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We all have in mind when we think of a typical metal listener a person wearing black clothes, long haired, with big black boots and etc. For almost each genre, there exist stereotypes of the typical listener.

So I asked myself two questions:

  • Has anyone ever studied those stereotypes and their accuracy, sociologicaly or statisticaly speaking?
  • When did those stereotypes appear? I mean in which context, and why did they appear?

I was thinking specifically about the example of people listening to metal first, but the topic can be widened!

  • 2
    Well, I am the perfect example that even lovers of hard and heavy metal can just look like a normal person. No black leather, no metal spikes and chains, no weird haircut, just a normal young guy... ;D – Byte Commander Feb 25 '15 at 13:40
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    @ByteCommander It's funny, I am a metal fan myself and know a lot of other metal fans and none of us fit the stereotype. In fact, I don't think I've ever met a metal fan who did. – DJ Aftershock Mar 19 '15 at 9:48
  • @DJAftershock Well, I saw some from the distance, so they really exist, but I don't know anybody in person... Though I would like to ;D – Byte Commander Mar 19 '15 at 13:23
  • This doesn't seem like a question particularly focused on music. Stereotypes apply to all sorts of aspects of people's behaviors and preferences. This is more of a general sociology question. – DA. Mar 25 '15 at 18:47
8

The British site YouGov runs surveys online and via mobile. They recently released a 'profiler' service on the site that links basically anything to anything. In other words, you can enter a band name and receive other information on the people who 'liked' that band.

For example Fans of AC/DC are mainly source

  • Male
  • 40-59
  • Live in Central Scotland, Northern Scotland & North East England
  • Professions: Engineering, Manufacturing, Military
  • Monthly spare income - £125

Based on 4700+ 'likes'

And, Fans of Hozier are mainly source

  • Female
  • 18-24
  • Live in London, West Country, Central Scotland
  • Professions: Insurance, Real estate, Advertising
  • Monthly spare income £125 - £499

Based on 998 'likes'

While this isn't a scientific study it does reveal some interesting correlations of data.

3

This news piece made quite a splash in Europe some years back:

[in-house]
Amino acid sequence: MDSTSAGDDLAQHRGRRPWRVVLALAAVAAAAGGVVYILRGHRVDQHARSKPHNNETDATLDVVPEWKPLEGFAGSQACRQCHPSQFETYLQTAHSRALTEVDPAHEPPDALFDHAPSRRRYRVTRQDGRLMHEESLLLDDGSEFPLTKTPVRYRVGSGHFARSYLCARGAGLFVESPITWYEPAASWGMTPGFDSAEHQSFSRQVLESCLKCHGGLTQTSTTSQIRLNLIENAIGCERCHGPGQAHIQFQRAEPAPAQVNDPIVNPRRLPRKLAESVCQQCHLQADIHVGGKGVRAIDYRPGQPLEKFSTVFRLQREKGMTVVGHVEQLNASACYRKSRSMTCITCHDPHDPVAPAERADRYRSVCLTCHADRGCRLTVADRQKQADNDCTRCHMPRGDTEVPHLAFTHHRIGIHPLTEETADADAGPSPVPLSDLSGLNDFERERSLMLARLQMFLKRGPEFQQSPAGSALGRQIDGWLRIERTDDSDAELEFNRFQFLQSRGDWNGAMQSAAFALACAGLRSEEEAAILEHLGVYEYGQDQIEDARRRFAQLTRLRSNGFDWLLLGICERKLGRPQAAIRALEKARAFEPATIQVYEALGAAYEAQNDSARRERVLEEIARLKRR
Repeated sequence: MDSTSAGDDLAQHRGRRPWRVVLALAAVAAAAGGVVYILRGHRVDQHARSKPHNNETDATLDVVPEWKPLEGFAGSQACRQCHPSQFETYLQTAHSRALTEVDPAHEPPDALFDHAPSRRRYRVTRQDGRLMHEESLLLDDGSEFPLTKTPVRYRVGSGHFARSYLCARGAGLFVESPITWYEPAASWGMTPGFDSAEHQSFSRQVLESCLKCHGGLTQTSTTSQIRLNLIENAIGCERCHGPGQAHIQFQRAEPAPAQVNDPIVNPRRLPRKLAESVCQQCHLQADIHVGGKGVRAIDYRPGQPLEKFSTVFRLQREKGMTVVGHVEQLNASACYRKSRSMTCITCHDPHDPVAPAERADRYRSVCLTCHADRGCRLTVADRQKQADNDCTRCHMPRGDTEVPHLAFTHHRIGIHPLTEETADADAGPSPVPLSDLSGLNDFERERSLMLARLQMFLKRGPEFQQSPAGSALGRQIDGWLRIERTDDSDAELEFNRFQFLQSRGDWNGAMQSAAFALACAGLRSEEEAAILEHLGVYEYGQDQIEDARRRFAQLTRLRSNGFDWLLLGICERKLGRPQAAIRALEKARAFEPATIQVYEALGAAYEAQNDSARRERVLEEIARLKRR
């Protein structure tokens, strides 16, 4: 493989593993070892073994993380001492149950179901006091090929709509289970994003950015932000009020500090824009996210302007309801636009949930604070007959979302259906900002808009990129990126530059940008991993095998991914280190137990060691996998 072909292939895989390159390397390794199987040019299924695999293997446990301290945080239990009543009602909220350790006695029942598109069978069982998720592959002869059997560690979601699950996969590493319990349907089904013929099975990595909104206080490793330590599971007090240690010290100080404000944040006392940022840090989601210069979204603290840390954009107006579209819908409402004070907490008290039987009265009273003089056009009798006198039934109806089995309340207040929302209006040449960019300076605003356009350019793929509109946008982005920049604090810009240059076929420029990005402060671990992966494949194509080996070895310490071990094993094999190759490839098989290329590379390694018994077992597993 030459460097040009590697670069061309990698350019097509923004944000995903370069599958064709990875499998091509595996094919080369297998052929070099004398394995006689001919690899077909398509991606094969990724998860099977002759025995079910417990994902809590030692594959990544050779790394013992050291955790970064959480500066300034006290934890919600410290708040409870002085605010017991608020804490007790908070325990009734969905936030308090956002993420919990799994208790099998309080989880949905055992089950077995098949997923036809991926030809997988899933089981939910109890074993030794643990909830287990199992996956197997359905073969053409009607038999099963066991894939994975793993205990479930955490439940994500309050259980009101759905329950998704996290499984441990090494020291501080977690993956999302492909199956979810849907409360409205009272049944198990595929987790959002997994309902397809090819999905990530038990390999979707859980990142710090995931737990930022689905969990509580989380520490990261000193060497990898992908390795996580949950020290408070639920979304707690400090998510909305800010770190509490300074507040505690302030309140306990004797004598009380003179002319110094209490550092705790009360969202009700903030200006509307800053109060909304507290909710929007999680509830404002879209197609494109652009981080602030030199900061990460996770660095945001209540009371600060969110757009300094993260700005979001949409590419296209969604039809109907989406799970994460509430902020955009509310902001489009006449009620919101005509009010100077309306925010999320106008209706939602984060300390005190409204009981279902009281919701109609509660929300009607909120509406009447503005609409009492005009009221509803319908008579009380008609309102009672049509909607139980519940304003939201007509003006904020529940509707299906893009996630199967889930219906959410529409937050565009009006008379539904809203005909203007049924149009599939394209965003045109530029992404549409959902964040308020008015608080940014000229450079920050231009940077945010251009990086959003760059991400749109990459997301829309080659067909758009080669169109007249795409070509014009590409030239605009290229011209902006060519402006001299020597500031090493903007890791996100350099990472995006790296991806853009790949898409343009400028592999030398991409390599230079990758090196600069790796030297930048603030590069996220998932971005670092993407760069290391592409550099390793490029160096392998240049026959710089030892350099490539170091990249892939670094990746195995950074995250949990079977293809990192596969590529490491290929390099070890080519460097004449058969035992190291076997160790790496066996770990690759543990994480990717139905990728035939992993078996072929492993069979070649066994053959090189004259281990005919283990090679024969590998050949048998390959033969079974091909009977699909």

The Telegraph
Heavy metal 'a comfort for the bright child'

Intelligent teenagers often listen to heavy metal music to cope with the pressures associated with being talented, according to research.

The results of a study of more than 1,000 of the brightest five per cent of young people will come as relief to parents whose offspring, usually long-haired, are devotees of Iron Maiden, AC/DC and their musical descendants.

Researchers found that, far from being a sign of delinquency and poor academic ability, many adolescent "metalheads" are extremely bright and often use the music to help them deal with the stresses and strains of being gifted social outsiders.

Up until this study was published many parents still thought of heavy music as a danger with deviant risks. It turns out to be a simple reflex of a certain type of social pressure.

3

Frontiers in Human Neuroscience just published an article with insteresting conclusions regarding folk that listen to heavy music:

Extreme metal music and anger processing

Leah Sharman and Genevieve A. Dingle

The claim that listening to extreme music causes anger, and expressions of anger such as aggression and delinquency have yet to be substantiated using controlled experimental methods. In this study, 39 extreme music listeners aged 18–34 years were subjected to an anger induction, followed by random assignment to 10 min of listening to extreme music from their own playlist, or 10 min silence (control). Measures of emotion included heart rate and subjective ratings on the Positive and Negative Affect Scale (PANAS). Results showed that ratings of PANAS hostility, irritability, and stress increased during the anger induction, and decreased after the music or silence. Heart rate increased during the anger induction and was sustained (not increased) in the music condition, and decreased in the silence condition. PANAS active and inspired ratings increased during music listening, an effect that was not seen in controls. The findings indicate that extreme music did not make angry participants angrier; rather, it appeared to match their physiological arousal and result in an increase in positive emotions. Listening to extreme music may represent a healthy way of processing anger for these listeners.

2

There is a pretty well-respected sociological study of heavy metal from 1991 by Deena Weinstein, Heavy Metal: A Cultural Sociology. She covers the roots (hippie "longhair" culture) and the belief structures (strongly masculine, anti-establishment, fatalist, chaos-worshipping) of the metal subculture. It's an excellent book.

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